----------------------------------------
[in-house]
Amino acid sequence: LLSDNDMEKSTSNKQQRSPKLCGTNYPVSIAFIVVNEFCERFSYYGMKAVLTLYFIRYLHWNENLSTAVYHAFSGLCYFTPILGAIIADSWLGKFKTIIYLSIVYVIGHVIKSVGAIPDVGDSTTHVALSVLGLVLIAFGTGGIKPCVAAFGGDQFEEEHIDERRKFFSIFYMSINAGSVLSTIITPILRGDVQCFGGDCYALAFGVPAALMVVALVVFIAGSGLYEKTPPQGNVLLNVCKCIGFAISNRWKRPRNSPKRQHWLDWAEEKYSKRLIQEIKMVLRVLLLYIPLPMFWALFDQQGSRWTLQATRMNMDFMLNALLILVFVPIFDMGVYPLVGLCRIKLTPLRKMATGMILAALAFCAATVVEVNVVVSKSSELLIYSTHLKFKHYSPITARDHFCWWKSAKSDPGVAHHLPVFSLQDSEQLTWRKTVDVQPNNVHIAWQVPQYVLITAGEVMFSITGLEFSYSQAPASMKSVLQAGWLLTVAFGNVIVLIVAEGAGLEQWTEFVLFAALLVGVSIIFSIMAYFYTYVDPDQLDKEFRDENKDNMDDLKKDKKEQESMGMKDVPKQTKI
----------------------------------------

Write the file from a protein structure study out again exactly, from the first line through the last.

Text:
[in-house]
Amino acid sequence: LLSDNDMEKSTSNKQQRSPKLCGTNYPVSIAFIVVNEFCERFSYYGMKAVLTLYFIRYLHWNENLSTAVYHAFSGLCYFTPILGAIIADSWLGKFKTIIYLSIVYVIGHVIKSVGAIPDVGDSTTHVALSVLGLVLIAFGTGGIKPCVAAFGGDQFEEEHIDERRKFFSIFYMSINAGSVLSTIITPILRGDVQCFGGDCYALAFGVPAALMVVALVVFIAGSGLYEKTPPQGNVLLNVCKCIGFAISNRWKRPRNSPKRQHWLDWAEEKYSKRLIQEIKMVLRVLLLYIPLPMFWALFDQQGSRWTLQATRMNMDFMLNALLILVFVPIFDMGVYPLVGLCRIKLTPLRKMATGMILAALAFCAATVVEVNVVVSKSSELLIYSTHLKFKHYSPITARDHFCWWKSAKSDPGVAHHLPVFSLQDSEQLTWRKTVDVQPNNVHIAWQVPQYVLITAGEVMFSITGLEFSYSQAPASMKSVLQAGWLLTVAFGNVIVLIVAEGAGLEQWTEFVLFAALLVGVSIIFSIMAYFYTYVDPDQLDKEFRDENKDNMDDLKKDKKEQESMGMKDVPKQTKI